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Bitcoin surges above $5K; IMF: Don't be Luddites about virtual currencies

Bitcoin

Oct, 12 2017, 12:41 PM

Believe it or not, a single bitcoin is now worth over $5,000.

The alternative currency spiked more than 6% on Thursday, surging above the $5,000 barrier. It traded as high as $5,168, according to price tracking website CoinDesk.

the news comes after a recent conference at which the head of the IMF warned bankers not to be Luddites when it comes to virtual currencies. [Details below]

The virtual currency has been on a very real tear, gaining 70% over just the past month. A year ago it was trading at less than $650.

While the currency's moves are often inscrutable, analysts have floated a few theories to explain its meteoric rise.

The first is speculation that trading of the currency could soon resume in China following a crackdown on domestic exchanges.

A second theory is that investor confidence was boosted when Bitcoin successfully split into two earlier this year, resulting in the creation of a cheaper offshoot called Bitcoin Cash.

Bitcoin buyers may also have taken heart from reports that Goldman Sachs was looking at how it might trade the currency. Goldman CEO Lloyd Blankfein, however, says that no final decision has been made.

Not every big bank is as keen. In September, JPMorgan Chase CEO Jamie Dimon described Bitcoin as a "fraud" and said he would fire anyone at the bank that traded it "in a second."


IMF: Don't be Luddites when it comes to virtual currencies

Christine Lagarde, the head of the International Monetary Fund, has a message for the world's central bankers: Don't be Luddites.

Addressing a conference recently in London, Lagarde said virtual currencies, which are created and exchanged without the involvement of banks or government, could in time be embraced by countries with unstable currencies or weak domestic institutions.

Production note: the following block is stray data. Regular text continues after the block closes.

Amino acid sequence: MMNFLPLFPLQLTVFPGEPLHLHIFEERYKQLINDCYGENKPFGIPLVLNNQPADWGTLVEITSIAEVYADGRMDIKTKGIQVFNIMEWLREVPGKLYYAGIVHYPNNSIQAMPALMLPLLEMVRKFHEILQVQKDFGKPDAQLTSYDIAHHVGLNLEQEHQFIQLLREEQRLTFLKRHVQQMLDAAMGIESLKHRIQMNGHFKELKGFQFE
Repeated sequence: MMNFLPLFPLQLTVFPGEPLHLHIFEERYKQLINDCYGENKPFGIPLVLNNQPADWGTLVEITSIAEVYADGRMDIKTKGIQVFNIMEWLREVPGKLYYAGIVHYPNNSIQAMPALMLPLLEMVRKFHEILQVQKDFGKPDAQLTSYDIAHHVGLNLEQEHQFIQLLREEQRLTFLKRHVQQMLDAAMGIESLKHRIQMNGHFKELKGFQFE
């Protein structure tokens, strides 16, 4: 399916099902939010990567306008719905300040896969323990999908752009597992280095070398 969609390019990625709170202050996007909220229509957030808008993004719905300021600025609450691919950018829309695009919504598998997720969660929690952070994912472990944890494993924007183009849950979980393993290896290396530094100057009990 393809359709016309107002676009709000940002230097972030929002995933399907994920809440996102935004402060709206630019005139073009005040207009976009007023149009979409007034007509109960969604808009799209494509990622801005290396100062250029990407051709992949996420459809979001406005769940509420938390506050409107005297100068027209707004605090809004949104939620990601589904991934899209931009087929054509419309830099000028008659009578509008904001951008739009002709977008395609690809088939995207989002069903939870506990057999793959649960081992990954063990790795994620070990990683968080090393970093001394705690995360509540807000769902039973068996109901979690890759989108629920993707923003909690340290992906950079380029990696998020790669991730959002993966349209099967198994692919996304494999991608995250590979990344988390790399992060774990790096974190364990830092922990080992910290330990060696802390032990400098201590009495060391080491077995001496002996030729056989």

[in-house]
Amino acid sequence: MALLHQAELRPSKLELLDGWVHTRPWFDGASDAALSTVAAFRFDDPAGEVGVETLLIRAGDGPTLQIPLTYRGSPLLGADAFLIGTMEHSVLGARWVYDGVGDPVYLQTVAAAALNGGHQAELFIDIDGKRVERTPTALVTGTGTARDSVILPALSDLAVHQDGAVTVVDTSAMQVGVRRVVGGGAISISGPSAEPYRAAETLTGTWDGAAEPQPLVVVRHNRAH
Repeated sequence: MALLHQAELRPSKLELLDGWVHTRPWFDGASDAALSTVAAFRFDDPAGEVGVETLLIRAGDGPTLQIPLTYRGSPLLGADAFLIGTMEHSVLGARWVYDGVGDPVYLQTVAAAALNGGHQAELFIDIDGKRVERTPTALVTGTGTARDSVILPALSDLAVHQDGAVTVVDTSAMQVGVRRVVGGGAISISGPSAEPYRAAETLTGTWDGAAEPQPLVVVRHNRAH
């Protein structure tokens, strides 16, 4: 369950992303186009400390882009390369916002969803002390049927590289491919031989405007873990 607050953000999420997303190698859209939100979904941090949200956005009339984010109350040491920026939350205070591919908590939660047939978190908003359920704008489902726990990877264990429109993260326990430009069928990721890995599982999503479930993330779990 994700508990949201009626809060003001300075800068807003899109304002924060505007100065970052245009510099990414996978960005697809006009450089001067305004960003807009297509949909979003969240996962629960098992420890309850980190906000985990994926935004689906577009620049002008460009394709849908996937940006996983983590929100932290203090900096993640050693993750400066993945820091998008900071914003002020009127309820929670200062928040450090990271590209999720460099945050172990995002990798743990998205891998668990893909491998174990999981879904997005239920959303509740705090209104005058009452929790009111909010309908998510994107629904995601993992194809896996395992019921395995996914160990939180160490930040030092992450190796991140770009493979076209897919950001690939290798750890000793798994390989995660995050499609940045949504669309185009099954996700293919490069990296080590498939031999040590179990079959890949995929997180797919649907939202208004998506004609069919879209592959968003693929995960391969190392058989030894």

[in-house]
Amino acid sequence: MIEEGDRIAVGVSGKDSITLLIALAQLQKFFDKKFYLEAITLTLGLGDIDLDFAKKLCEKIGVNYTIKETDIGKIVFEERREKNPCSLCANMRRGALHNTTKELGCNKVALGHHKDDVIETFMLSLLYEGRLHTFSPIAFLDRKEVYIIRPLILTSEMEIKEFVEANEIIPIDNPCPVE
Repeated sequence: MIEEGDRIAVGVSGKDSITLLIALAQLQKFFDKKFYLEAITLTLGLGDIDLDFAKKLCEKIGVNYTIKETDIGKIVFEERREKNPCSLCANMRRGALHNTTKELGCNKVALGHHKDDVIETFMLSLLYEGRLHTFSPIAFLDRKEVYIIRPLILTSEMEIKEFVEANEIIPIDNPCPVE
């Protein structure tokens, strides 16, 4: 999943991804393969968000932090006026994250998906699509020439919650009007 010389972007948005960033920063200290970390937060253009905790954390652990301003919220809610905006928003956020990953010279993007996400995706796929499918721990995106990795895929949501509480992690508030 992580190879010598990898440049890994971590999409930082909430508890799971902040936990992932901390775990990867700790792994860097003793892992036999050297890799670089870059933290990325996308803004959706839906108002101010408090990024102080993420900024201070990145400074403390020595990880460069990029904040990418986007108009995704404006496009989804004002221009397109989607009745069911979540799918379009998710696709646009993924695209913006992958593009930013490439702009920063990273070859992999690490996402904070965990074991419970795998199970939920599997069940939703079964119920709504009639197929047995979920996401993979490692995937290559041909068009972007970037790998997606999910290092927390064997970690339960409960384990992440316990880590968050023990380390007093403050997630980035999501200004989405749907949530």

"In many ways, virtual currencies might just give existing currencies and monetary policy a run for their money," she said. "The best response by central bankers is to continue running effective monetary policy, while being open to fresh ideas and new demands, as economies evolve."

The most high-profile of these digital currencies is bitcoin, which like others can be converted to cash when deposited into accounts at prices set in online trading. Its price has been volatile, soaring over recent years but falling sharply earlier this month on reports that China will order all bitcoin exchanges to close and one of the world's most high-profile investment bankers said bitcoin was a fraud.

For now, Lagarde said, digital currencies are unlikely to replace traditional ones, as they are "too volatile, too risky, too energy intensive and because the underlying technologies are not yet scalable."

High-profile hacks have also not helped, she noted. One notable failure was that of the Mt. Gox exchange in Japan in February 2014, in which about 850,000 bitcoins were lost, possibly to hackers. Following that, Japan enacted new laws to regulate bitcoins and other cryptocurrencies.

But in time, she argued, technological innovations could address some of the issues that have kept a lid on the appeal of digital currencies.

Source: The Associated Press






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